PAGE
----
Guaranteed income: This program is offered primarily by the global charter operators including Dream Yacht Charter and Moorings/Sunsail. In essence, the company pays the charter owner 7-9% of the total boat price each year for the duration of the contract, which is most often 5 years. The company also pays for all expenses, including insurance, marina fees, and maintenance during the contract. The expenses are not deducted from the 7-9% income paid to the charter owner. The owner also gets to use his/her boat or a sister boat for a specific number of weeks per year, often between 8 and 12. This is the type of charter ownership program that we are using.
This is how the financials work: Assuming a boat costs $500,000 USD, the charter company will pay the owner $45,000 (9% of 500K) per year in monthly payments of $3,750, which is a total of $225,000 during the 5-year contract. If you are financing the boat, the monthly payments that you receive are likely higher than the boat mortgage which allows you to accelerate the boat payments and avoid being underwater at the end of the charter contract.
The major benefit of this program is that you have no risk during the next 5 years in terms of variability of the charter market due to global economic conditions. That is, you get a guaranteed income regardless of how the charter business is doing. A related second major benefit is that you have no additional costs for the 5 years of the program. You will not have to worry about mortgage payments, insurance, major repairs, maintenance, marina fees, or any other type of boat-related expenses. Given that we will be saving like crazy to have a comfortable circumnavigation, the peace of mind of not having to worry about any boat cost during the 5 years really appealed to us.
There are three major drawbacks of this program. First, you may get less income than what you could get in the Performance program (see below). Second, owners of boats on this program do not qualify for accelerated tax depreciation (for US citizens), which if eligible, could significantly reduce your federal taxes and lower your overall purchase costs. However, the boat can still be placed on an LLC and the depreciation can be applied against the charter income using the standard depreciation schedule for marine vessels, which is 10 years. Finally, because the charter company is not charging you for repairs and all repairs costs come out of their pockets, there is the possibility that some items in need of repair will be overlooked and thus you need to be more active in monitoring the condition of the boat and requesting repairs. This varies significantly by charter base and thus it is extremely important that you know the reputation of the base manager and talk to other owners.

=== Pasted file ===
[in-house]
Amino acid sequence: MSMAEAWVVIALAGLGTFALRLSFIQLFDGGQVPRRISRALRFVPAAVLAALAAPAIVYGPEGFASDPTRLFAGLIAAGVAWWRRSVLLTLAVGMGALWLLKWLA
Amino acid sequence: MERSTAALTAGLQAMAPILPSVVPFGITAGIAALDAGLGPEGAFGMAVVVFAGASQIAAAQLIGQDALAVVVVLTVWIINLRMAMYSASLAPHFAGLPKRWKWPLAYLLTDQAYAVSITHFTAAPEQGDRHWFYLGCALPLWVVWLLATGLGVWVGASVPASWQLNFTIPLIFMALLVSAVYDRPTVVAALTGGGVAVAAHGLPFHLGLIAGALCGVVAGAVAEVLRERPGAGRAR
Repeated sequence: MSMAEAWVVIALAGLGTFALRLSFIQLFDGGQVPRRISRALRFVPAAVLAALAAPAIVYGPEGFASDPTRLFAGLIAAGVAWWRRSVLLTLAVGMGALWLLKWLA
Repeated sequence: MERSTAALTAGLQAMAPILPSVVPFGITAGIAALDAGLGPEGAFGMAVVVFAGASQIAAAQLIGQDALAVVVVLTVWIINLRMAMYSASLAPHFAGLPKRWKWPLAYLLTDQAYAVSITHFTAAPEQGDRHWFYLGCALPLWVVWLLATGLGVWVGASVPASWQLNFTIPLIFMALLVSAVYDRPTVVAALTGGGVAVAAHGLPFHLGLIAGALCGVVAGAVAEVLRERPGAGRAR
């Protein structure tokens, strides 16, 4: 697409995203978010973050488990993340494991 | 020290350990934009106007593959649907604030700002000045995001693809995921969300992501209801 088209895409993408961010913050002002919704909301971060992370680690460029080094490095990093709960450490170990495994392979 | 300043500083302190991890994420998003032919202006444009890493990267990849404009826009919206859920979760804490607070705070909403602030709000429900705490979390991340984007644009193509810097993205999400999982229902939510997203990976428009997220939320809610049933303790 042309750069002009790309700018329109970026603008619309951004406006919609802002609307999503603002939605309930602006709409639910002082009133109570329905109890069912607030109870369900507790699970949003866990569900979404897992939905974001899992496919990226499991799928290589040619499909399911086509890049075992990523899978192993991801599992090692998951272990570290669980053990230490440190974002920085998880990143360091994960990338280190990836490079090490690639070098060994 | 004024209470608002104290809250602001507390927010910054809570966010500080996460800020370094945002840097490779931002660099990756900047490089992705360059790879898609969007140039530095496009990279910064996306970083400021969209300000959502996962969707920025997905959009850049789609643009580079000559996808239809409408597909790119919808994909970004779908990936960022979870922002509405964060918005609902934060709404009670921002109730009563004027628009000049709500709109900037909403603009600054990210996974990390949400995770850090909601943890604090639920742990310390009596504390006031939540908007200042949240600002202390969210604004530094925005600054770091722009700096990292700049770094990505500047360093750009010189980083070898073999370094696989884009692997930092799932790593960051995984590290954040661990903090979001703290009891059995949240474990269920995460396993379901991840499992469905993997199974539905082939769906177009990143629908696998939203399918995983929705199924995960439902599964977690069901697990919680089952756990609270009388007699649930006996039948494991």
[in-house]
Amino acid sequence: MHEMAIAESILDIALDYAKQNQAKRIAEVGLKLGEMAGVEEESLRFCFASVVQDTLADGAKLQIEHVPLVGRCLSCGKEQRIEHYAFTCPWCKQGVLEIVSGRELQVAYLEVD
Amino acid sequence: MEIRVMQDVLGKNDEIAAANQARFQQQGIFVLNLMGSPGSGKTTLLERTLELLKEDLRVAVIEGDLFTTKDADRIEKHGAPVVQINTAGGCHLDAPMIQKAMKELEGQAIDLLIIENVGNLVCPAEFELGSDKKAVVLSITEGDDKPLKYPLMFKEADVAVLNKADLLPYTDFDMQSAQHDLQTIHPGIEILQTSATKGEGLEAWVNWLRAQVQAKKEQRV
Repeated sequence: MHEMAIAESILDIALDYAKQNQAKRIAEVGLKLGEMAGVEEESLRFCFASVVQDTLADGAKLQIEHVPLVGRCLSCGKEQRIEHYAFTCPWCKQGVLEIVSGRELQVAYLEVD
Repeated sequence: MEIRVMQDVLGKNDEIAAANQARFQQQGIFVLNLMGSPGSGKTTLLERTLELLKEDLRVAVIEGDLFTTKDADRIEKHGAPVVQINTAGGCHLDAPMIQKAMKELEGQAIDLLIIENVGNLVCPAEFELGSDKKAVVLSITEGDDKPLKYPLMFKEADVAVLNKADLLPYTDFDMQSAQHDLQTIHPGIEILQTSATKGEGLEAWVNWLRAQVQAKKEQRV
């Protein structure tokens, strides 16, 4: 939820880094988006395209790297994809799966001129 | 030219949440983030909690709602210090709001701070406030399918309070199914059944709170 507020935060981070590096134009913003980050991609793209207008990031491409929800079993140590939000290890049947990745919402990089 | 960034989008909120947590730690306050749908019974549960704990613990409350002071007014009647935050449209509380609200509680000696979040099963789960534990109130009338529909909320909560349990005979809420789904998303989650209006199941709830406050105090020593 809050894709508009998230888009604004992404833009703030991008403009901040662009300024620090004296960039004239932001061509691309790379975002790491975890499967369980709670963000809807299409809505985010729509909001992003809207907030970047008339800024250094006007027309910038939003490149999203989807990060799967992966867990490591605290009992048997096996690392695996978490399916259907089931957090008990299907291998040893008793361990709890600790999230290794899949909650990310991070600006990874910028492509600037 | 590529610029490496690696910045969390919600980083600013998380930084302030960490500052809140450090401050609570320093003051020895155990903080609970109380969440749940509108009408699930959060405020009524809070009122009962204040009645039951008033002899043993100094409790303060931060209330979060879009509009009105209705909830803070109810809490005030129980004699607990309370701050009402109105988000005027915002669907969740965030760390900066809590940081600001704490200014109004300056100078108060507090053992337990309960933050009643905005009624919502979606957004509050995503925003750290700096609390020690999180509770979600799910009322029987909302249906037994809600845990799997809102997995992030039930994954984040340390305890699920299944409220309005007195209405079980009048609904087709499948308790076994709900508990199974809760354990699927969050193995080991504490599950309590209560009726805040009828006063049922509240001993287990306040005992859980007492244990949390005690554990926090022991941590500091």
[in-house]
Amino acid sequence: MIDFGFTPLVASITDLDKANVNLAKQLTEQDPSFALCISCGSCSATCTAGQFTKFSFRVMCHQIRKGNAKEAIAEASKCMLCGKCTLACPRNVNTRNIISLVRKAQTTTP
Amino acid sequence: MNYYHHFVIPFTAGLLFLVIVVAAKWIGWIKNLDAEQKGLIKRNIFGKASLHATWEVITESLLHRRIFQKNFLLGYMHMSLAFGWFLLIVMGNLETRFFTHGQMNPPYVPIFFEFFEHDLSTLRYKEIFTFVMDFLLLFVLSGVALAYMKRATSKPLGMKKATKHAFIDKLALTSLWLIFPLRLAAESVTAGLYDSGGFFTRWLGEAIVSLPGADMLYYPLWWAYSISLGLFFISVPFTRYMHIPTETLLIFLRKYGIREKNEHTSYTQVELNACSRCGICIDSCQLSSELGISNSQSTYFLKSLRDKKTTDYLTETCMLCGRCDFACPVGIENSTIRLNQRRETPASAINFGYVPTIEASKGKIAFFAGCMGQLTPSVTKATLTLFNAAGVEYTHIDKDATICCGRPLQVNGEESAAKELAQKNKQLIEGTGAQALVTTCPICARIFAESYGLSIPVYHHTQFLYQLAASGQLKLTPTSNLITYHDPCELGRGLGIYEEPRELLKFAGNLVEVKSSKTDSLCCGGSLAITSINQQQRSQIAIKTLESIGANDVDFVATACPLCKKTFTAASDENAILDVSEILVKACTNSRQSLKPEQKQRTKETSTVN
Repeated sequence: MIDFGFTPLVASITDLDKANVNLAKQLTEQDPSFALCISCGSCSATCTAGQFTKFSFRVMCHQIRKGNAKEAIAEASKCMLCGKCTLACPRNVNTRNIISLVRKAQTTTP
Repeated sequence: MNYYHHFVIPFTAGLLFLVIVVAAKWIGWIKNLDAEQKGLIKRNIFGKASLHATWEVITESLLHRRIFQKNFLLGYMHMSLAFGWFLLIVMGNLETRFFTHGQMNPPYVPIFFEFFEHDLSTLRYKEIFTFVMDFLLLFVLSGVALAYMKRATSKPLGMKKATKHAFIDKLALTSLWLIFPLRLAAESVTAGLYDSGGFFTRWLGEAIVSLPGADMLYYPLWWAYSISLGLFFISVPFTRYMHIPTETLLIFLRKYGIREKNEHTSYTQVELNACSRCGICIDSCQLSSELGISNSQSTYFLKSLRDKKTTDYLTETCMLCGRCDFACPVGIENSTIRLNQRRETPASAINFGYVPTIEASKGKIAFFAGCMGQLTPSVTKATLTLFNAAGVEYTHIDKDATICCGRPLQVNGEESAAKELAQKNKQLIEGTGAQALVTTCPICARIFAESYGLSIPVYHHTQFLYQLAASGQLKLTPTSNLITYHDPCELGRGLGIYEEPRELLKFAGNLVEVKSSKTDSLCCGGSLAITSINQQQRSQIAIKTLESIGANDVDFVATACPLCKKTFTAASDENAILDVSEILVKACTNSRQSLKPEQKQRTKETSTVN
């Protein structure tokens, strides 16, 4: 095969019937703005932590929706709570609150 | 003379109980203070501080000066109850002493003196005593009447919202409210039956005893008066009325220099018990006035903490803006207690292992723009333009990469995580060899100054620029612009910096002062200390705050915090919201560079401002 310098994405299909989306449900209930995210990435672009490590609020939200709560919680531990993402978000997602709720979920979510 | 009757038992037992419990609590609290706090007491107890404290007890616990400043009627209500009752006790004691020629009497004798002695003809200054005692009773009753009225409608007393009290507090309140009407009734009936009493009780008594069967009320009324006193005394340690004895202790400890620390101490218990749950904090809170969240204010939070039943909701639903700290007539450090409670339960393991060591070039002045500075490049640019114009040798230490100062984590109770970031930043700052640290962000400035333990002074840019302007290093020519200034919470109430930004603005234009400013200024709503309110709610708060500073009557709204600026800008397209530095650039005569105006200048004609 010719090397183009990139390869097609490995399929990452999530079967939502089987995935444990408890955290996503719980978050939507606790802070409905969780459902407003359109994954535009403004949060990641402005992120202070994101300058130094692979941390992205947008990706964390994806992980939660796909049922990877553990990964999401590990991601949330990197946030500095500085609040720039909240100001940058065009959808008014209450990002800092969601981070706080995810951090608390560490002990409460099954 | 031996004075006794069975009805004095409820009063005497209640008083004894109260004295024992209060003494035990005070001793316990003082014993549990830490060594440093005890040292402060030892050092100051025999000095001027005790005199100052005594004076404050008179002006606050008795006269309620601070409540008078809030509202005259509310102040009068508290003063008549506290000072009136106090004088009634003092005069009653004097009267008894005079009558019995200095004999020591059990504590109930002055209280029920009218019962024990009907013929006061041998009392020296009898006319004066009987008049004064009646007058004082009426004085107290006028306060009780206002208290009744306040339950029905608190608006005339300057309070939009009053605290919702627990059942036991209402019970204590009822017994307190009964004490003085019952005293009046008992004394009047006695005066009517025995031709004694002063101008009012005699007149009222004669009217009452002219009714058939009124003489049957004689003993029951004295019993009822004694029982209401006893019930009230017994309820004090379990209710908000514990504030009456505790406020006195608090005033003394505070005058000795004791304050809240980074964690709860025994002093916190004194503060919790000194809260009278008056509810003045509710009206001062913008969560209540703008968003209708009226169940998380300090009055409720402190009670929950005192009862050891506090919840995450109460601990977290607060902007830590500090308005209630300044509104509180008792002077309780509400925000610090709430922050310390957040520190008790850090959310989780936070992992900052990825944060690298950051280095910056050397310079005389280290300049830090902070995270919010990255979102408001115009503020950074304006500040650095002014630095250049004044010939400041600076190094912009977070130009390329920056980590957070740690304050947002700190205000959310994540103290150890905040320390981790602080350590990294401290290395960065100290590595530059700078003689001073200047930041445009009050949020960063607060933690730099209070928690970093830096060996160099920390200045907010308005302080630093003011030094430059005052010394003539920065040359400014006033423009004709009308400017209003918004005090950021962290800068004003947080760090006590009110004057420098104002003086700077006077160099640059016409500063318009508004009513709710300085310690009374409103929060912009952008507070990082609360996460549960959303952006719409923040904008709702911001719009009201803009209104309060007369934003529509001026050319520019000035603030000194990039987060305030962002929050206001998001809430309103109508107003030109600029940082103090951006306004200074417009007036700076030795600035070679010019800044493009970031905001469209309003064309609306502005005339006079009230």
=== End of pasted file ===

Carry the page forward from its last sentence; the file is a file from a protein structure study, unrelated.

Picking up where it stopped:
Performance program. Virtually all companies offer this type of arrangement. In essence, the company shares a percentage of actual charting revenue received (60-80%) as opposed to a fixed amount. However, before they send you the monthly check, the company deducts a commission and all boat expenses. Boat expenses include all maintenance and repairs, insurance, marina fees, and turn around fees, etc. The charter company TMM has a great breakdown of these expenses here.
A major benefit of this program is that it has the potential of being significantly better financially for the boat owner than the guaranteed program. If the world economy is strong, the income after expenses easily surpasses the income you would get in the Guaranteed program. In addition, using this program may allow you to qualify for accelerated depreciation. Thus, you get to depreciate the total cost of the boat against your US federal taxes during the first 5 years on an accelerated schedule. If you have a high income in the US, this results in some major savings. The drawback, of course, is that if the economy crashes, you will continue to be billed for all expenses and the revenue may not be sufficient to cover your mortgage payments and expenses. For example, during the 2007-2009 crisis, many owners in the Performance program did not receive enough income to cover the boat costs. That did not happen to those in the Guaranteed program.
Crew Charter. The Crewed Charter program is most often the same as the Performance program with one big difference: a professional crew will be included in all “rentals”. That is, the charter company will not rent the boat to other sailors who will then sail the boat on their own. Instead, the boat is rented to customers, most often families or couples, who pay to have a professional captain and crew take care of the sailing and crew roles. We did not consider this program because it is usually limited to much larger boats. For those buying a large catamaran (50+ feet or larger), this may be an excellent alternative since the presence of the professional crew means less wear and tear, less risk of accidents, and better maintenance.
Charter Selection Company:
When selecting a charter company to manage your boat, owners have many options. They vary in multiple key factors, including what types of programs they offer, what boats qualify for their programs, and where the bases are located.
In our case, we wanted a charter company that 1) had bases all over the world with reciprocal owner use so we can sail in other regions, 2) offered a Guaranteed income program, 3) allowed us to buy the boat model we wanted.
Below are our honest thoughts on how we ended up selecting Dream Yacht and the other companies we considered. There are many other companies, so this is just limited to the companies we considered.